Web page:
Note, in one embodiment, after power up (or after a RESET command), the READ_VERSION command must be executed before the READ_BYTE or READ_BLOCK commands will respond.

The READ_BYTE command reads one byte of nonvolatile EEPROM memory from the transducer's processor 210. In a preferred embodiment, the echosounder's processor transmits opcode 0x33, LSB first, no delay is required after sending the opcode. The echosounder's processor transmits an 8-bit address, LSB first. The legal range of values for this address is 0 to 126 (decimal), inclusive. The most significant bit (bit 7) of the address will always be 0 (yielding seven significant digits); no delay is required after sending the 8-bit address. The transducer's processor 210 reads the data value at the specified address, an 8-bit value to be returned to the echosounder's processor. The echosounder's processor clocks the 8-bit reply from the transducer's processor 210.

Note, in one embodiment, after power up (or after a RESET command), the READ_BYTE command will be ignored until a READ_VERSION command is executed at least once, i.e., after the READ_BYTE command opcode and address operand are received, the “Read” bit primitives will simply be regarded as CHECK_STATUS commands. The legal range of values for the EEPROM address in the READ_BYTE command is 0 to 126 (decimal), inclusive. This allows access to only 127 of the 128 bytes in the PIC12F629 EEPROM. One byte, at EEPROM address 127, is reserved and may not be read by this command.

The READ_BLOCK command reads from the transducer's processor 210 a block of nonvolatile EEPROM memory following a predefined format. In this format, the first byte of EEPROM is regarded as a byte count that determines how many additional bytes will be read.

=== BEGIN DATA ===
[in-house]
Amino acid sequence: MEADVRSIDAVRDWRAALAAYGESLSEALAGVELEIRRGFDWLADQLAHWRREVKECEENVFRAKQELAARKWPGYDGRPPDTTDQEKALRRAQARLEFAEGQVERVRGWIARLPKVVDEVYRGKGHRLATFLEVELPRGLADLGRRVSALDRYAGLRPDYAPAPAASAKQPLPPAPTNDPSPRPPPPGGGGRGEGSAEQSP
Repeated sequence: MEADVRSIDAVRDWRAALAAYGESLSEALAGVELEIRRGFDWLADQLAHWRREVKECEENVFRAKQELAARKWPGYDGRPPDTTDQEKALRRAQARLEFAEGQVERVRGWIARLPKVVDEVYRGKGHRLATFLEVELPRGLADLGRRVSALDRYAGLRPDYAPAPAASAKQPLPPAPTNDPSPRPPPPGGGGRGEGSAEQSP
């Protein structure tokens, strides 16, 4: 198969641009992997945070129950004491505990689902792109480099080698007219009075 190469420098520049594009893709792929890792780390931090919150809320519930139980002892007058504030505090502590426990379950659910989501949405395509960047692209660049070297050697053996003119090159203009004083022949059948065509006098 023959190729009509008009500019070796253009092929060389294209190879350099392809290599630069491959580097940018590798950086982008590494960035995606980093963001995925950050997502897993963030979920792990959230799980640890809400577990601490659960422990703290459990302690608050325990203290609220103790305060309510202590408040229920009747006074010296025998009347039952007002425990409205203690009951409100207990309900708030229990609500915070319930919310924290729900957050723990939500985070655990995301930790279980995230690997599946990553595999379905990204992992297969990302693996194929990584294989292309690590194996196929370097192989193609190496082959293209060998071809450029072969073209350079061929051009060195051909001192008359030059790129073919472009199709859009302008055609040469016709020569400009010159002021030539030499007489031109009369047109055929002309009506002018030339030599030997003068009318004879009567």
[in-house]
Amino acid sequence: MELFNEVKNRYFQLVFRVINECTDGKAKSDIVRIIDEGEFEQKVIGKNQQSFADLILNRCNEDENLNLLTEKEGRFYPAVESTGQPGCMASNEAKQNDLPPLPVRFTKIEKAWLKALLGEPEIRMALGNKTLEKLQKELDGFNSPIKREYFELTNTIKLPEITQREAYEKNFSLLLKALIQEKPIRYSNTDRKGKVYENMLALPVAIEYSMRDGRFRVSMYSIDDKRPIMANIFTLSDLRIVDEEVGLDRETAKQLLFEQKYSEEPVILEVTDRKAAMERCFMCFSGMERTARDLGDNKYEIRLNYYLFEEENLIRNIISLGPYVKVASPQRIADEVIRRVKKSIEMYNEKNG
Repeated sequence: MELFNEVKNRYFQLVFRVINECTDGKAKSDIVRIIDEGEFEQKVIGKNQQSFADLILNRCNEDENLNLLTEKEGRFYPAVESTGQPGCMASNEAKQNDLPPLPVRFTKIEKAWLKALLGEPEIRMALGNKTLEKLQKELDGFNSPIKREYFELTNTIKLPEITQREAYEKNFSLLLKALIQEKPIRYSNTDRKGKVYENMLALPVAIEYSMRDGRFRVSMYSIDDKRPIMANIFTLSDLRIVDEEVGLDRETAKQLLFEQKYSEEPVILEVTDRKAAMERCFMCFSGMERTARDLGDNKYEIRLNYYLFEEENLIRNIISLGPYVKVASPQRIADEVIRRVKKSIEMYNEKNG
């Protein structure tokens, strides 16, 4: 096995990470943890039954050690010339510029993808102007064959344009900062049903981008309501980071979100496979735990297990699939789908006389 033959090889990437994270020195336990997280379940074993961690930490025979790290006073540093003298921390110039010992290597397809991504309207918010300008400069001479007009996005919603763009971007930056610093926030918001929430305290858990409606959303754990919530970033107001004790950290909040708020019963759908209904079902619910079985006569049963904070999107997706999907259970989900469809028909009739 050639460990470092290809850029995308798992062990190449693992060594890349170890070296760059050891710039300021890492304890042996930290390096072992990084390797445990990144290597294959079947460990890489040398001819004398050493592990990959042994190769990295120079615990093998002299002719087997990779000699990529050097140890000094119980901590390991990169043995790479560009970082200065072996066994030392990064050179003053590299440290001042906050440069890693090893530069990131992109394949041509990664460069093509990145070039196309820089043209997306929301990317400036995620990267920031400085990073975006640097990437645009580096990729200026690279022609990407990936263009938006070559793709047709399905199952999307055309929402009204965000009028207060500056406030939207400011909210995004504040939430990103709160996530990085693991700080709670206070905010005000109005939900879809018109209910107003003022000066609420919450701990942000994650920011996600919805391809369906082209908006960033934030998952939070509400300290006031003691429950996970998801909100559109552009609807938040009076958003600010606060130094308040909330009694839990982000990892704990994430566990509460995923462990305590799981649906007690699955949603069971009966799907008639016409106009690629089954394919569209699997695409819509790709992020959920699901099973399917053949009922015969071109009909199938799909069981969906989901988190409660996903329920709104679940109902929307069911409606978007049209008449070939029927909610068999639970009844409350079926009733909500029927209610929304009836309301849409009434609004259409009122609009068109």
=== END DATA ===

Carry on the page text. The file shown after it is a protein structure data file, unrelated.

In a preferred embodiment, the echosounder's processor transmits opcode 0x99, LSB first; no delay is required after sending the opcode. The transducer's processor 210 reads the value stored in EEPROM address 0x00, and clears the most significant bit of the value read. This value is regarded as a byte count. The transducer's processor 210 prepares to transmit this value to the echosounder's processor. The echosounder's processor clocks the 8-bit byte count value, LSB first, from the transducer's processor 210. The byte count value will be the number of additional bytes read from the transducer's processor 210. The echosounder's processor clocks the additional number of bytes defined by the byte count value from the slave, LSB first.

Note, in one embodiment, after power up (or after a RESET command), the READ_BLOCK command will be ignored until a READ_VERSION command is executed at least once, i.e., after the READ_BLOCK command opcode is received, the “Read” bit primitives will simply be regarded as CHECK_STATUS commands. If the byte count value equals 0, no further bytes (beyond the byte count itself) are clocked by the echosounder's processor. After executing the READ_BLOCK command, the echosounder's processor should check that the error detection (CRC) value (last two bytes of the block) agrees with the received data before assuming the data are valid.

The CHECK_STATUS queries the transducer's processor 210 to determine if it is ready to receive a command. In a preferred embodiment, the echosounder's processor transmits a single “Read” bit primitive. Upon detecting the Read, the transducer's processor 210 responds by bringing the ID Bus 130 low during the designated read interval in the bit primitive.